Of course, focusing on the psychology of the individual is not bad per se. Making sense of the complexity of human experience is a big improvement over the previous rationalist approaches to market research. And there are many cases where describing the world from the point of view of a single person is instructive, both as a way to make sense of what’s going on and as a communication tool to build empathy. The point is simply that this approach alone is insufficient. It causes us to lose sight of all the ways the behaviors of individuals are influenced by our context and other forces around us we cannot see. And as importantly, it means research often overlooks emergent social phenomena with potentially massive implications for strategy. Think about some of the big changes that have been reshaping business and society just this year: emerging norms around hybrid work, the rise of meme-stocks and the changing power-dynamics in the stock market, the spread of Covid mis- and disinformation, to mention but a few. To make sense of how they play out we must observe not only what people think and experience but the fundamental changes taking place in our social fabric.
So what can we do? Getting the business world to embrace the idea that the world is socially constructed is no small task. As researchers, we need to show that this can be done pragmatically: that in an increasingly interconnected world, this leads to better outcomes and concrete decisions, not just deeper theorizing; that we have a language for talking about the research but also that the outcomes will be even more pragmatic and helpful. More work on this front is needed, yet one practical place to start is to reframe the ways in which we talk about and frame ethnographic research.
Here are three initial suggestions for how:
1. Study ecologies, not individuals
A good place to start could be to more systematically switch the unit of analysis in research from participants themselves to the social ecologies in which they take part. If you want to understand the role of pickup trucks in modern life, you are better off recruiting cars than people. If you want to understand the home as a living organism, recruit households, not customers. If you need to understand how small businesses make decisions, recruit companies, not COs. In all cases, snowball through the social ecology and ensure you get to observe how people within the ecology interacts.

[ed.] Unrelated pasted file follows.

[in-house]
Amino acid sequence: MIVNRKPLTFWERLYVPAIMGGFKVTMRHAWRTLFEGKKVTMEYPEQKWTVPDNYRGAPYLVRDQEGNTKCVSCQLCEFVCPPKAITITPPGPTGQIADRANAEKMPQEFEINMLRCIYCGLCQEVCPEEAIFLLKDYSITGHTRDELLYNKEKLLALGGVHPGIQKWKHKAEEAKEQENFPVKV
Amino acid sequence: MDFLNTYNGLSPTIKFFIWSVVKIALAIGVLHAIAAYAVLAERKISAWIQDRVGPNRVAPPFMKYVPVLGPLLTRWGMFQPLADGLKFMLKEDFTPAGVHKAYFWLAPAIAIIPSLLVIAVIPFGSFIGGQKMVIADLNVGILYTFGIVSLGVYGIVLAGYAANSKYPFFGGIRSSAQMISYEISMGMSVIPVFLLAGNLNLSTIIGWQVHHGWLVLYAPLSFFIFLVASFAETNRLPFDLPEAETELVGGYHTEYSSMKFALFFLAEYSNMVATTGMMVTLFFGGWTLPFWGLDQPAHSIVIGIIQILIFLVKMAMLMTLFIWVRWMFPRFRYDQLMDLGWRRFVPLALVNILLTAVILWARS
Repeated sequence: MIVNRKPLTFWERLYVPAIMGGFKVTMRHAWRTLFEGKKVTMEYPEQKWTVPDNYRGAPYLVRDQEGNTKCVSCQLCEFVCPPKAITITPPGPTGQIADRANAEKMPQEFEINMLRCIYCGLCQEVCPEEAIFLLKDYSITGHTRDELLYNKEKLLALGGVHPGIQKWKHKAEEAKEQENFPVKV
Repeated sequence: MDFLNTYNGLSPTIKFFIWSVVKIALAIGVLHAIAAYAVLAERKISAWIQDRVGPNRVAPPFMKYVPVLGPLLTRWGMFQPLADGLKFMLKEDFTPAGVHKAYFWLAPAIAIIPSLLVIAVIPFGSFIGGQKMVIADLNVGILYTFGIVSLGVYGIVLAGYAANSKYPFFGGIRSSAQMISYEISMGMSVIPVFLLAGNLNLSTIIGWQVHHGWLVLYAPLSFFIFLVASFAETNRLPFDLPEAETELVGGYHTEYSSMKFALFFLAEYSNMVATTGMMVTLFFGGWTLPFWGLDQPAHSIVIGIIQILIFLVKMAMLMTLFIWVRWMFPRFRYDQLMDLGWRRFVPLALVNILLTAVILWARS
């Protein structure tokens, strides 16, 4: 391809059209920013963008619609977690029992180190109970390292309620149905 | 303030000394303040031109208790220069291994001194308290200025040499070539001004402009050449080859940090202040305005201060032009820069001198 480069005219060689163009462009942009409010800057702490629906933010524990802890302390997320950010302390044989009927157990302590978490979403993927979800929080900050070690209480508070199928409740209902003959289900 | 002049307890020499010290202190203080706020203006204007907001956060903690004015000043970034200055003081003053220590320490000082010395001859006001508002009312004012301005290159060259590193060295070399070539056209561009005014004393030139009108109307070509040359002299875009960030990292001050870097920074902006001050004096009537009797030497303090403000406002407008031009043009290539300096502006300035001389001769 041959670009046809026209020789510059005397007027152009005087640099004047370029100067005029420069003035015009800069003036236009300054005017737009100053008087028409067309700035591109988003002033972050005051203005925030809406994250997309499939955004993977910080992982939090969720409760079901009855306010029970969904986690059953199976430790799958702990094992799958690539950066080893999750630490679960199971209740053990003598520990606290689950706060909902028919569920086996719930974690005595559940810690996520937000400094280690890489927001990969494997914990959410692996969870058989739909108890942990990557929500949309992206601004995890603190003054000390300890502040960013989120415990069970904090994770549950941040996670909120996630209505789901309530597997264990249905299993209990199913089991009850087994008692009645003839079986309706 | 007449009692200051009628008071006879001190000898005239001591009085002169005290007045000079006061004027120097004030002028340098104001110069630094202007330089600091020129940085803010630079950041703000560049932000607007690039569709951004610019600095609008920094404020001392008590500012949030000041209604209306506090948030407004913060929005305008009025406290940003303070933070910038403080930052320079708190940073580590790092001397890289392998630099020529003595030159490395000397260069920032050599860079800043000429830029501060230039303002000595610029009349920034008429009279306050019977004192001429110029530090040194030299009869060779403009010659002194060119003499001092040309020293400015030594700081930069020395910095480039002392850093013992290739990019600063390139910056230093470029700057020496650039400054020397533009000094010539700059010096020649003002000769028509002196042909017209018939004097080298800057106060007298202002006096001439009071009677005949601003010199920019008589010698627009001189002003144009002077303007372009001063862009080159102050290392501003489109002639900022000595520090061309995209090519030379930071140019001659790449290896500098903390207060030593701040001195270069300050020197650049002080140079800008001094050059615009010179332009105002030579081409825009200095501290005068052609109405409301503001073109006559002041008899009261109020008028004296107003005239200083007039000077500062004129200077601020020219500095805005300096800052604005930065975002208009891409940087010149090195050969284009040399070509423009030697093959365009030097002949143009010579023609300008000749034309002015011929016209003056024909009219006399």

Focusing research and analysis on ecologies rather than individuals also makes it easier to go beyond flat descriptions of what people need or want to do – to go from ‘the customer needs X’ to ‘Y makes the customer need X’. An emphasis on ecologies thus allows us to more easily observe emergent group properties and what venture capitalists like to talk about as the “flywheel” effects of how social groups interact – that is, the effects that sustain communities and build social networks. For example, if we want to understand what pet owners want, we could study their individual need for companionship but might miss the social role of pets, which often serves as an instrument of community and family building – an antidote to growing mental health and isolation in the West. Providing new opportunities for communities to come together around their pets would not only help pet owners get even more connection and companionship (from both humans and animals), but would also expose more non-pet owners to the social power of pets and thus make the flywheel spin. But exposing those kinds of insights requires a thick description at the level of how pet owners act as a group, not just who they are as participants.
2. Stop worrying about sample size and start talking about sample depth